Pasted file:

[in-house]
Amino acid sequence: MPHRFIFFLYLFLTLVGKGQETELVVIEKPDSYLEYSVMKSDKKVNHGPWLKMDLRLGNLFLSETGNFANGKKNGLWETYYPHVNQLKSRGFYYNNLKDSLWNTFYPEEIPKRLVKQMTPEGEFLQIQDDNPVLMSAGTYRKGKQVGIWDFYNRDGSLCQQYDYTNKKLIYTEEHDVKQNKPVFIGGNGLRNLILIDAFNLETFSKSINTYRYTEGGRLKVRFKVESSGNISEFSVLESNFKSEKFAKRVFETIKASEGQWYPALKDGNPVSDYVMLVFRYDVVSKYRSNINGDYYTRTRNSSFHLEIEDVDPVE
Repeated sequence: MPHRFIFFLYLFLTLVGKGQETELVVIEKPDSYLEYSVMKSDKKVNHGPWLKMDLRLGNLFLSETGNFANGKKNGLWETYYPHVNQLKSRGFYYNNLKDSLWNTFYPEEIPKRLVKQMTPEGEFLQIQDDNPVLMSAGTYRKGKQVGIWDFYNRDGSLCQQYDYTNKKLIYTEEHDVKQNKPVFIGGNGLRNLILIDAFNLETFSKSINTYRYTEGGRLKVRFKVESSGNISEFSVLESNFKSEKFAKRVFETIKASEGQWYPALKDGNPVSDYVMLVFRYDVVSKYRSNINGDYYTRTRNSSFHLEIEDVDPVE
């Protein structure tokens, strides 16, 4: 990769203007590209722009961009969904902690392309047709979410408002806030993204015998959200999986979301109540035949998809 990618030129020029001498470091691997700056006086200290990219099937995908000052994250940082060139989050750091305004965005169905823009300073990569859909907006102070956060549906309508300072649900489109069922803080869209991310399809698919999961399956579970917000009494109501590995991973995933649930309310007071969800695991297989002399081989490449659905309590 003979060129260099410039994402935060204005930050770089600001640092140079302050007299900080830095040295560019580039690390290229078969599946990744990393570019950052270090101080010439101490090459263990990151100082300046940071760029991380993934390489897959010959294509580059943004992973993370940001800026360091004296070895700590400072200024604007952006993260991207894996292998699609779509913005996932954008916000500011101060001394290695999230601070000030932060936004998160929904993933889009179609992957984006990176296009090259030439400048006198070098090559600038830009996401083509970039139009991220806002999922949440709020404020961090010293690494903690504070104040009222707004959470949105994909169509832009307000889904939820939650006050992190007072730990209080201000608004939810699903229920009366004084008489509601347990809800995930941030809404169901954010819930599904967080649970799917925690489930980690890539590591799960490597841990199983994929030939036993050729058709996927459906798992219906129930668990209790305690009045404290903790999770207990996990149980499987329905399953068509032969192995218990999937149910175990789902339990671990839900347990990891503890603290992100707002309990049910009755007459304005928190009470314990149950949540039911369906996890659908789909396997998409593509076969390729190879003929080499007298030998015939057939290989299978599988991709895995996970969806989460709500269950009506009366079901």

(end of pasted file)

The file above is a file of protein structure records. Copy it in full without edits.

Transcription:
[in-house]
Amino acid sequence: MPHRFIFFLYLFLTLVGKGQETELVVIEKPDSYLEYSVMKSDKKVNHGPWLKMDLRLGNLFLSETGNFANGKKNGLWETYYPHVNQLKSRGFYYNNLKDSLWNTFYPEEIPKRLVKQMTPEGEFLQIQDDNPVLMSAGTYRKGKQVGIWDFYNRDGSLCQQYDYTNKKLIYTEEHDVKQNKPVFIGGNGLRNLILIDAFNLETFSKSINTYRYTEGGRLKVRFKVESSGNISEFSVLESNFKSEKFAKRVFETIKASEGQWYPALKDGNPVSDYVMLVFRYDVVSKYRSNINGDYYTRTRNSSFHLEIEDVDPVE
Repeated sequence: MPHRFIFFLYLFLTLVGKGQETELVVIEKPDSYLEYSVMKSDKKVNHGPWLKMDLRLGNLFLSETGNFANGKKNGLWETYYPHVNQLKSRGFYYNNLKDSLWNTFYPEEIPKRLVKQMTPEGEFLQIQDDNPVLMSAGTYRKGKQVGIWDFYNRDGSLCQQYDYTNKKLIYTEEHDVKQNKPVFIGGNGLRNLILIDAFNLETFSKSINTYRYTEGGRLKVRFKVESSGNISEFSVLESNFKSEKFAKRVFETIKASEGQWYPALKDGNPVSDYVMLVFRYDVVSKYRSNINGDYYTRTRNSSFHLEIEDVDPVE
């Protein structure tokens, strides 16, 4: 990769203007590209722009961009969904902690392309047709979410408002806030993204015998959200999986979301109540035949998809 990618030129020029001498470091691997700056006086200290990219099937995908000052994250940082060139989050750091305004965005169905823009300073990569859909907006102070956060549906309508300072649900489109069922803080869209991310399809698919999961399956579970917000009494109501590995991973995933649930309310007071969800695991297989002399081989490449659905309590 003979060129260099410039994402935060204005930050770089600001640092140079302050007299900080830095040295560019580039690390290229078969599946990744990393570019950052270090101080010439101490090459263990990151100082300046940071760029991380993934390489897959010959294509580059943004992973993370940001800026360091004296070895700590400072200024604007952006993260991207894996292998699609779509913005996932954008916000500011101060001394290695999230601070000030932060936004998160929904993933889009179609992957984006990176296009090259030439400048006198070098090559600038830009996401083509970039139009991220806002999922949440709020404020961090010293690494903690504070104040009222707004959470949105994909169509832009307000889904939820939650006050992190007072730990209080201000608004939810699903229920009366004084008489509601347990809800995930941030809404169901954010819930599904967080649970799917925690489930980690890539590591799960490597841990199983994929030939036993050729058709996927459906798992219906129930668990209790305690009045404290903790999770207990996990149980499987329905399953068509032969192995218990999937149910175990789902339990671990839900347990990891503890603290992100707002309990049910009755007459304005928190009470314990149950949540039911369906996890659908789909396997998409593509076969390729190879003929080499007298030998015939057939290989299978599988991709895995996970969806989460709500269950009506009366079901």